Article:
Ted Gahl: Le Goon
January 12 through February 18, 2023
By EMMA HINES, January 2023
Ted Gahl is not a figurative painter or an abstract painter. The paintings are honest and romantic in their portrayal of what I can only describe as the patterns of the world. There are impressions of blown out lines of the shadows of thin branches, lit by a distant sun. There are constellations of lichens sprawled across aged stone, and quiet descriptions of a landscape out of context, tucked between columns of legs or walls. Gahl is not fussy or meticulous in his renderings of the world, his gestures punctuate unstretched canvas and pull just the highlights of small wave crests in a rippling pond and lay those marks beside unflinchingly large swaths of darkness that somehow don’t dominate the picture or create heaviness, but balance the descriptive strokes.
The themes that tie the pieces in this room together are in conversation with Gustav klimpt’s elongated figures and something like the shapes of shadows painted by Richard Mayhew’s in earth tones. Like an unlit living room, it is not empty, but quiet. You know there is furniture, and the comfortable somethingness that you can not see gives permission to let your eye wander to the window, and enjoy a frame of an intimate moment outside.
There is something I find really comforting about Gahl’s paintings, and I found myself sitting for quite a long time in front of the two large pieces adorning the back wall of the gallery. They stray from his iconic fracturing of the picture with fearless margins and references to open doors receding into space. These two are 8- foot masses of confident marks and loose fields of color. The piece on the left, titled “River Room” exhibits relaxed quadrilateral symmetry, and has a kind of hourglass shape to it, the greenish beige-ish blue-ish mass in the center flanked by warm hues on either side.
The feeling elicited from this piece is a poetic inquiry of space as many ideas come together. What exactly is happening as a pool of water recedes into space, reflecting both the heavens and the underbelly of a pond or river. What does it mean to observe a single plane in this universe of multitudes, a distinct place between air and water.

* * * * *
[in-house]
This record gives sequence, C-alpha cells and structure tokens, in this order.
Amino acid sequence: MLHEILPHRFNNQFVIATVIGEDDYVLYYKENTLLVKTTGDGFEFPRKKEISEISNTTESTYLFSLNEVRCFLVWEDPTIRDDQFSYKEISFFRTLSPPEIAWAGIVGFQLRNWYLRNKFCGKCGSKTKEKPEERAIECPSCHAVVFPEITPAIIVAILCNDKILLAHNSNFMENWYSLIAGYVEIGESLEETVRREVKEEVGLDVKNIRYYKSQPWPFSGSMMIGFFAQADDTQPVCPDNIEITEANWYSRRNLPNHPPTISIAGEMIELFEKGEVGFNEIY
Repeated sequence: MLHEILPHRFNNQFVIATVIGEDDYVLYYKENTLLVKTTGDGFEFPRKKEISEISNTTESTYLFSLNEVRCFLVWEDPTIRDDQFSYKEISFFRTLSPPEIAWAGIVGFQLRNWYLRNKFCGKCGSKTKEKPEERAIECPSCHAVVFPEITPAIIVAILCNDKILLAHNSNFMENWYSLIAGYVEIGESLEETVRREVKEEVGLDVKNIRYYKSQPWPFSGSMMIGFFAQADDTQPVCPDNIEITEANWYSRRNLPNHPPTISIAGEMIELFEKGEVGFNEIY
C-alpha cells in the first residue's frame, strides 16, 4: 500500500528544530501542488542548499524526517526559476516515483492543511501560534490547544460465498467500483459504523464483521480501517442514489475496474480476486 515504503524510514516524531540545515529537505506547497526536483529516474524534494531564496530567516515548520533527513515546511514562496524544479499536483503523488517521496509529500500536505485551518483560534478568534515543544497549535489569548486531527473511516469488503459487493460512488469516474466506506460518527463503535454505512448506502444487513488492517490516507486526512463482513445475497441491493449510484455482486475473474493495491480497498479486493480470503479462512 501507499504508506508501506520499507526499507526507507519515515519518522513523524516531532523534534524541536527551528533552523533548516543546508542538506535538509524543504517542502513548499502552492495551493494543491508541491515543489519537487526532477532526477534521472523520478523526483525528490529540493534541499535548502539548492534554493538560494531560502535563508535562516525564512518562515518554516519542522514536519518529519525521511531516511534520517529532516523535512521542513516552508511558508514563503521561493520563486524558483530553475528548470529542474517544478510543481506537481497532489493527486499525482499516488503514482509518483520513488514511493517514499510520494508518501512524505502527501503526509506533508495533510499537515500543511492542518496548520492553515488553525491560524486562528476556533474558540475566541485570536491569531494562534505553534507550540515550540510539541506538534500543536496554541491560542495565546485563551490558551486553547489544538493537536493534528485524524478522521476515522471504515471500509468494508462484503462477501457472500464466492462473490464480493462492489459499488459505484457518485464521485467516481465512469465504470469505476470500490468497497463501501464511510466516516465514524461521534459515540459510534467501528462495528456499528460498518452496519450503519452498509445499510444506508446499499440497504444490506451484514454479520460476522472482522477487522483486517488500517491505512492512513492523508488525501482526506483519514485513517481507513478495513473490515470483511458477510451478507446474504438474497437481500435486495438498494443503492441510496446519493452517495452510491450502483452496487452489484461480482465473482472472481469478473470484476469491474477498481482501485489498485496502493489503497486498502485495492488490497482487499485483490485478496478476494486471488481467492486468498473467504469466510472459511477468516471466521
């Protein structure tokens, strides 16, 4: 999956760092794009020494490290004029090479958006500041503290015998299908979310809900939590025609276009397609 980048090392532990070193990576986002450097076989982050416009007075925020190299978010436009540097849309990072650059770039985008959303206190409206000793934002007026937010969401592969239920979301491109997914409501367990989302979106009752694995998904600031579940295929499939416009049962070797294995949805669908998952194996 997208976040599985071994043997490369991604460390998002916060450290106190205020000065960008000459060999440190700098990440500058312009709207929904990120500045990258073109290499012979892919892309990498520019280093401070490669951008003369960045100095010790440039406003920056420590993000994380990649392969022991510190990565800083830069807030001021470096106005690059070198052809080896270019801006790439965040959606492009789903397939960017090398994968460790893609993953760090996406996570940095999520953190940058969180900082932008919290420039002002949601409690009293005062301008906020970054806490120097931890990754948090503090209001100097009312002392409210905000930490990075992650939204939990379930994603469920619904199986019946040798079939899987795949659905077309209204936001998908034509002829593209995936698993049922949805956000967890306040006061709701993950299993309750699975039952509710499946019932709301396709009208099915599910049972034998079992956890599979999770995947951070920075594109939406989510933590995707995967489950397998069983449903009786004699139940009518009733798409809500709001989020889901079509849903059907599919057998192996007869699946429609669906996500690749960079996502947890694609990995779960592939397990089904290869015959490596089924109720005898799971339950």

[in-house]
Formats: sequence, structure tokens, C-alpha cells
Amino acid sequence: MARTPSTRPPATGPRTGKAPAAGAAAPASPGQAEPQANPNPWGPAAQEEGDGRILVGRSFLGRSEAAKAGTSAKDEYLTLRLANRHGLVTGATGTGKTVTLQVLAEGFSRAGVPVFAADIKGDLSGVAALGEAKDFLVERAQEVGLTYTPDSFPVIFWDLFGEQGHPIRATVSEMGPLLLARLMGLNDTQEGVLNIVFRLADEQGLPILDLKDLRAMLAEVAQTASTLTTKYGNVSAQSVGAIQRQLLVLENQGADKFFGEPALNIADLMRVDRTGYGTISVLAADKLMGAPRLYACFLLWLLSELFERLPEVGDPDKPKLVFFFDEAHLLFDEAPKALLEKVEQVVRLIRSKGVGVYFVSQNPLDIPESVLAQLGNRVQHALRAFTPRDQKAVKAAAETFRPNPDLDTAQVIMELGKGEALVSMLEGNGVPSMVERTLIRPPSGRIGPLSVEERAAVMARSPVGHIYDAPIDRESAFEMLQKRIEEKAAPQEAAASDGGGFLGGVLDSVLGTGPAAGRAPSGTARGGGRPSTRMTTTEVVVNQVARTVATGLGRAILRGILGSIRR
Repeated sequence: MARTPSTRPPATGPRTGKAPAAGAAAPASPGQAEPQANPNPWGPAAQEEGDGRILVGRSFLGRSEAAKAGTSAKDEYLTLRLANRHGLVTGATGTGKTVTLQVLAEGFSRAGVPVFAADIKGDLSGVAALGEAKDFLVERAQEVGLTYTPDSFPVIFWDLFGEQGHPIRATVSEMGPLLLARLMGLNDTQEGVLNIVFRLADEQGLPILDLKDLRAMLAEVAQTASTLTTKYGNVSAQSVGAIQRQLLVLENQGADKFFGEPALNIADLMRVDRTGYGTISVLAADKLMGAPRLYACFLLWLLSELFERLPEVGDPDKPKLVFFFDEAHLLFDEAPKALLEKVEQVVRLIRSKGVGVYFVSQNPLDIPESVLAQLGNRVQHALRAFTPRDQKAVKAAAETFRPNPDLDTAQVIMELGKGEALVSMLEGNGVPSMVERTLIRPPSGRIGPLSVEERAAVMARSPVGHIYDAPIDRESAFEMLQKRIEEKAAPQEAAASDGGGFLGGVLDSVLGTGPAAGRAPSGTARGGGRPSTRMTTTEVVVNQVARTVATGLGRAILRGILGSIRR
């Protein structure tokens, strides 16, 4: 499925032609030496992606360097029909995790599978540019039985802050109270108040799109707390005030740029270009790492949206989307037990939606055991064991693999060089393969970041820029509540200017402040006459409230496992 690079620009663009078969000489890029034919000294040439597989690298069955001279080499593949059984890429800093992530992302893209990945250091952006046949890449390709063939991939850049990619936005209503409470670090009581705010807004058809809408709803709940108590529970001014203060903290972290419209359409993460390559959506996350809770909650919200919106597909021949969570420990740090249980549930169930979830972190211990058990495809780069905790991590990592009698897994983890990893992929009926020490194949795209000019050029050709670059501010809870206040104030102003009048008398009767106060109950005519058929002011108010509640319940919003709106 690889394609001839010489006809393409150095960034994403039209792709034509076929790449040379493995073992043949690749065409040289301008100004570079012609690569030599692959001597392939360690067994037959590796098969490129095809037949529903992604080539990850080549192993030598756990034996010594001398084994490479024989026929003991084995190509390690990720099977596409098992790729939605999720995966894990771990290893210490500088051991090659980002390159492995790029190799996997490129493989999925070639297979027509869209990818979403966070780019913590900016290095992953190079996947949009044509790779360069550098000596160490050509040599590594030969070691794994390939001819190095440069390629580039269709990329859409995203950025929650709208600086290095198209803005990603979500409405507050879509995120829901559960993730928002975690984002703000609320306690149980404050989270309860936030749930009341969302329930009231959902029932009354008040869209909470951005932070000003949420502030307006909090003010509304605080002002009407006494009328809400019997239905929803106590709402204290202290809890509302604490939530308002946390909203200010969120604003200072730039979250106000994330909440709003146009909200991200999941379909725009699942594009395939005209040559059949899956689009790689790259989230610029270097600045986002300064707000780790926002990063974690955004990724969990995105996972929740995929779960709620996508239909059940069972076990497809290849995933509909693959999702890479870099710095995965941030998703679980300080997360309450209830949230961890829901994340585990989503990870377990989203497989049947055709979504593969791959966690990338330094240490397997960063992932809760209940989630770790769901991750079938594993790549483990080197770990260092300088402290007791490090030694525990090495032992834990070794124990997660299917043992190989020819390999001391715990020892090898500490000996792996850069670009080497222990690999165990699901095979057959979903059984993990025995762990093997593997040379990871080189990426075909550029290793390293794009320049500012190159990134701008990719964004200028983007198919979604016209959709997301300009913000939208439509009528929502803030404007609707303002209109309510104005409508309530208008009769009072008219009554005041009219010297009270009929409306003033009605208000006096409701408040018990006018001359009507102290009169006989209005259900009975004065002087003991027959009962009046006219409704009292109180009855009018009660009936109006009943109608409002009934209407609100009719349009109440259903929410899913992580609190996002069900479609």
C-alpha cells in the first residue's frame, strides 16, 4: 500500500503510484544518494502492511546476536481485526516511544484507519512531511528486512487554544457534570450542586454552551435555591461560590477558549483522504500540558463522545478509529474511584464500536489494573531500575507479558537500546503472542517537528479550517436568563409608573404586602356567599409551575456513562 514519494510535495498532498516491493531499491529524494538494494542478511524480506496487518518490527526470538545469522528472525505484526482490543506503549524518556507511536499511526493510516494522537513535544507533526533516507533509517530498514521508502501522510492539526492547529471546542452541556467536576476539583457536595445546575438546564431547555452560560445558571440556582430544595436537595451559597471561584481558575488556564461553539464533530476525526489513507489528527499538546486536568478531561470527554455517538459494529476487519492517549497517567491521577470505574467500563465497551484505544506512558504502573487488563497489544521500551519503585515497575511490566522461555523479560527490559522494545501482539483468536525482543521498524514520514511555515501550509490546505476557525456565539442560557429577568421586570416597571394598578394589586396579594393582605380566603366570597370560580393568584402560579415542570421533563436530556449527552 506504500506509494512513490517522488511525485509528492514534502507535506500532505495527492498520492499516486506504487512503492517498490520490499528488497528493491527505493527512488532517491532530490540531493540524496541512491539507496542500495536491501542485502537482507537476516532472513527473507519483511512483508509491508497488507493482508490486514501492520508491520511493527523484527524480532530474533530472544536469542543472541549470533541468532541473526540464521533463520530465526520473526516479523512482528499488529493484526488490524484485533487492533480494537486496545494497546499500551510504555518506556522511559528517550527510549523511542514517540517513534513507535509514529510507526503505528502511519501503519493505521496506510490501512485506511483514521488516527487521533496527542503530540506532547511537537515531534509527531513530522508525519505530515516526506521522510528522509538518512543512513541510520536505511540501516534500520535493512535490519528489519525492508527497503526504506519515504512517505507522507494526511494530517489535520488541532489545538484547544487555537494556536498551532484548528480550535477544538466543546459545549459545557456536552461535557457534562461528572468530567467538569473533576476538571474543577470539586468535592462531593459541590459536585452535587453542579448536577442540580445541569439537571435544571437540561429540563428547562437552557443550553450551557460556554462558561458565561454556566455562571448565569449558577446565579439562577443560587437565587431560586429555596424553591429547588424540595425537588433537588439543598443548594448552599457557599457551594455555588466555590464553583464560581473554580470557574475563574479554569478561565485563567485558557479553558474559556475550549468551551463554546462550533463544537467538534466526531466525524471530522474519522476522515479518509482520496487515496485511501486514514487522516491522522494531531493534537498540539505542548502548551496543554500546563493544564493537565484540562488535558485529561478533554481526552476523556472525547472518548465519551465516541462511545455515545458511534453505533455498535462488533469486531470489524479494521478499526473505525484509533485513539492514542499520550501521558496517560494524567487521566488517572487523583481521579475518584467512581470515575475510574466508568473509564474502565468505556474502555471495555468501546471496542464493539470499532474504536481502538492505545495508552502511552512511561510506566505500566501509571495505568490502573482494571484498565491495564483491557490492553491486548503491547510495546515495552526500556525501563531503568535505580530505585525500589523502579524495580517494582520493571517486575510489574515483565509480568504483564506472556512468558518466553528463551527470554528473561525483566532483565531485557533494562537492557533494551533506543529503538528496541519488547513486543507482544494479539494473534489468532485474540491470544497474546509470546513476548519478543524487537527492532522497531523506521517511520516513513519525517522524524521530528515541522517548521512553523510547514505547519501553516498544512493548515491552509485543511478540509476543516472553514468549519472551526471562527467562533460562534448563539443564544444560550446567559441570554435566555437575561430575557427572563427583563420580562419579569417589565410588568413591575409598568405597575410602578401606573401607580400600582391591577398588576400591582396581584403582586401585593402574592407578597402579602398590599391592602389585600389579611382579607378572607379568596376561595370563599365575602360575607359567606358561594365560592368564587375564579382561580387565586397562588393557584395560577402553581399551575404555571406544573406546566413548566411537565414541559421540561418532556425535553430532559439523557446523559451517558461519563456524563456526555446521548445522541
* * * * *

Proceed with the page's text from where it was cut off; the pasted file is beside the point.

This cacophony of uncertainty plays with the mind of the viewer in a way that is both confrontational and soothing. While the vehicle for these questions present differently in each painting, the viewer can see this deeply emotional inquisition in each of Gahl’s works. Beside this piece is an equally large, dark painting titled ‘Ocho Wave’ with subtle rings of what appear to be a dark dye, rippling and drying in the way that dye does. There is a freedom in the deep expanse as the water conduit leaks into the folds of the canvas. The darkness is accompanied by a slightly asymmetrical geometric shape composed of red dots. The viewer is reminded yet again of Gahl’s mastery of space as they quietly enjoy the reminder of being alone on this planet and yet one of many.
Sometimes people tend not to be drawn to figurative work because they do not care much for the figure as a narrator of the painting, doing the heavy lifting of emotive brushwork and scenery by giving us a human to focus on, however I notice that most if not all of Gahl’s figures have nondescript features. They are unburdened from the task of telling us how to feel, but rather embodying a fractured, impossible landscape and seamlessly belonging. Some are playful but removed, others are foreboding and wise. All are complicated, giving room for us to be a mirror from a far away place, instead of inserting ourselves into a narrative we can recognize.
Gahl’s work successfully gives way to the dreamy sensation of not knowing where one idea ends and another begins. He contrasts abstract patterns and textures with an imposed frame to remind the viewer that he is very aware of the context of freedom that painting allows for. You are witnessing an imagination, a memory, and an emotional place with the caveat of announcing those spaces have boundaries. And yet, the boundaries of imagination do not limit it, but create the sensation of a portal.
What one sees between the defined edges of a shape could be to a scene underwater or a flirtatious moment between life and death. Gahl gives the viewer the safety to observe provoking and strange moments by creating distance that inevitably pulls us close through feelings of curiosity. Always looking forward to seeing what Ted Gahl does next; each piece compliments the entire body of work with little universes in every one. WM
Emma Hines is an artist, writer, and curator from Long Island, New York. She is a BFA graduate from SUNY New Paltz and currently lives in Kingston, NY. Emma has exhibited in galleries in Troy, New Paltz, Poughkeepsie, and Warwick New York.view all articles from this author